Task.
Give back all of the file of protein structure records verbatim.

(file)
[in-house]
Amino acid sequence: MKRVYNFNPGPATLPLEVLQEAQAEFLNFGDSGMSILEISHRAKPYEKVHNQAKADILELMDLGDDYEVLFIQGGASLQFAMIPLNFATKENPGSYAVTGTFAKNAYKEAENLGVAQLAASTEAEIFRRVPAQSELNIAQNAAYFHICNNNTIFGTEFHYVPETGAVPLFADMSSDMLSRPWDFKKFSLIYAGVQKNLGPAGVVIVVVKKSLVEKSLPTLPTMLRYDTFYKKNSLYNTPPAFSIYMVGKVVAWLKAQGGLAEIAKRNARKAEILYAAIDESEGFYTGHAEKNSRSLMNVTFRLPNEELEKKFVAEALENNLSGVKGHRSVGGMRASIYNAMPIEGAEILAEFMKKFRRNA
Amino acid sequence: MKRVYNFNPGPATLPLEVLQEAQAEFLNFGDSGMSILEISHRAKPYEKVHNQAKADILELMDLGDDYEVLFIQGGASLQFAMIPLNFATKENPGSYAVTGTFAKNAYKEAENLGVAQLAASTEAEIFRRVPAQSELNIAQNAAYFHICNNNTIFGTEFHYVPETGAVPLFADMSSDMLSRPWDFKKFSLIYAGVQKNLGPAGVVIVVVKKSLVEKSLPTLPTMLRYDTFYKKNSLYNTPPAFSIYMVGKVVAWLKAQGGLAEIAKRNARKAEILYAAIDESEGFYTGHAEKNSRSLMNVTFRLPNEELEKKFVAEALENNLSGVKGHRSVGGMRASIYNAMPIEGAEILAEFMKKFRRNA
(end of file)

[in-house]
Amino acid sequence: MKRVYNFNPGPATLPLEVLQEAQAEFLNFGDSGMSILEISHRAKPYEKVHNQAKADILELMDLGDDYEVLFIQGGASLQFAMIPLNFATKENPGSYAVTGTFAKNAYKEAENLGVAQLAASTEAEIFRRVPAQSELNIAQNAAYFHICNNNTIFGTEFHYVPETGAVPLFADMSSDMLSRPWDFKKFSLIYAGVQKNLGPAGVVIVVVKKSLVEKSLPTLPTMLRYDTFYKKNSLYNTPPAFSIYMVGKVVAWLKAQGGLAEIAKRNARKAEILYAAIDESEGFYTGHAEKNSRSLMNVTFRLPNEELEKKFVAEALENNLSGVKGHRSVGGMRASIYNAMPIEGAEILAEFMKKFRRNA
Amino acid sequence: MKRVYNFNPGPATLPLEVLQEAQAEFLNFGDSGMSILEISHRAKPYEKVHNQAKADILELMDLGDDYEVLFIQGGASLQFAMIPLNFATKENPGSYAVTGTFAKNAYKEAENLGVAQLAASTEAEIFRRVPAQSELNIAQNAAYFHICNNNTIFGTEFHYVPETGAVPLFADMSSDMLSRPWDFKKFSLIYAGVQKNLGPAGVVIVVVKKSLVEKSLPTLPTMLRYDTFYKKNSLYNTPPAFSIYMVGKVVAWLKAQGGLAEIAKRNARKAEILYAAIDESEGFYTGHAEKNSRSLMNVTFRLPNEELEKKFVAEALENNLSGVKGHRSVGGMRASIYNAMPIEGAEILAEFMKKFRRNA